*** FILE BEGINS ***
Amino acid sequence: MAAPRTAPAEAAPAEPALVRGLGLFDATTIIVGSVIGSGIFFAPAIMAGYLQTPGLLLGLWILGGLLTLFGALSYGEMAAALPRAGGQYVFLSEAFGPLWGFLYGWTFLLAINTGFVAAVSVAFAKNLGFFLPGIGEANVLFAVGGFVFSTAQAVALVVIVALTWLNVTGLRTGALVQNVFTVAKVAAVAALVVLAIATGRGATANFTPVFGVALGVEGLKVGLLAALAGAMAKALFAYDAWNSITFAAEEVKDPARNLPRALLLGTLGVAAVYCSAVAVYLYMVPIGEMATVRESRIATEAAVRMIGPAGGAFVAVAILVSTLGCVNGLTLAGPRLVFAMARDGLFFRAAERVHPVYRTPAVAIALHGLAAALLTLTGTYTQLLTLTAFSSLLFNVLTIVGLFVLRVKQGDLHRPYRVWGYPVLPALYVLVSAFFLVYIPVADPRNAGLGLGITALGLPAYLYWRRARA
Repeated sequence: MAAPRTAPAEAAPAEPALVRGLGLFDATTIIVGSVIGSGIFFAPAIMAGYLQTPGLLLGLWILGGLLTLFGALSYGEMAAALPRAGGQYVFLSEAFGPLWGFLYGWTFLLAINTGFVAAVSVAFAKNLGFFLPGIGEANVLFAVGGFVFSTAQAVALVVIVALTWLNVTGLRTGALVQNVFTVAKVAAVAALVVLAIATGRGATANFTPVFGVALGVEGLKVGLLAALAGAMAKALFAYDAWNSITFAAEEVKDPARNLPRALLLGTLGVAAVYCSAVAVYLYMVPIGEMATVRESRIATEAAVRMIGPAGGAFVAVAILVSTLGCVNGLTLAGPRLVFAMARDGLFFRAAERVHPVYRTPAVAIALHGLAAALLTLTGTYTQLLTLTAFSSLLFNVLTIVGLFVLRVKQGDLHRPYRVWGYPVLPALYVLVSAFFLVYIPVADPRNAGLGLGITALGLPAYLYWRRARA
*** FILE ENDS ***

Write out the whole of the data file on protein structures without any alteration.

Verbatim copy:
Amino acid sequence: MAAPRTAPAEAAPAEPALVRGLGLFDATTIIVGSVIGSGIFFAPAIMAGYLQTPGLLLGLWILGGLLTLFGALSYGEMAAALPRAGGQYVFLSEAFGPLWGFLYGWTFLLAINTGFVAAVSVAFAKNLGFFLPGIGEANVLFAVGGFVFSTAQAVALVVIVALTWLNVTGLRTGALVQNVFTVAKVAAVAALVVLAIATGRGATANFTPVFGVALGVEGLKVGLLAALAGAMAKALFAYDAWNSITFAAEEVKDPARNLPRALLLGTLGVAAVYCSAVAVYLYMVPIGEMATVRESRIATEAAVRMIGPAGGAFVAVAILVSTLGCVNGLTLAGPRLVFAMARDGLFFRAAERVHPVYRTPAVAIALHGLAAALLTLTGTYTQLLTLTAFSSLLFNVLTIVGLFVLRVKQGDLHRPYRVWGYPVLPALYVLVSAFFLVYIPVADPRNAGLGLGITALGLPAYLYWRRARA
Repeated sequence: MAAPRTAPAEAAPAEPALVRGLGLFDATTIIVGSVIGSGIFFAPAIMAGYLQTPGLLLGLWILGGLLTLFGALSYGEMAAALPRAGGQYVFLSEAFGPLWGFLYGWTFLLAINTGFVAAVSVAFAKNLGFFLPGIGEANVLFAVGGFVFSTAQAVALVVIVALTWLNVTGLRTGALVQNVFTVAKVAAVAALVVLAIATGRGATANFTPVFGVALGVEGLKVGLLAALAGAMAKALFAYDAWNSITFAAEEVKDPARNLPRALLLGTLGVAAVYCSAVAVYLYMVPIGEMATVRESRIATEAAVRMIGPAGGAFVAVAILVSTLGCVNGLTLAGPRLVFAMARDGLFFRAAERVHPVYRTPAVAIALHGLAAALLTLTGTYTQLLTLTAFSSLLFNVLTIVGLFVLRVKQGDLHRPYRVWGYPVLPALYVLVSAFFLVYIPVADPRNAGLGLGITALGLPAYLYWRRARA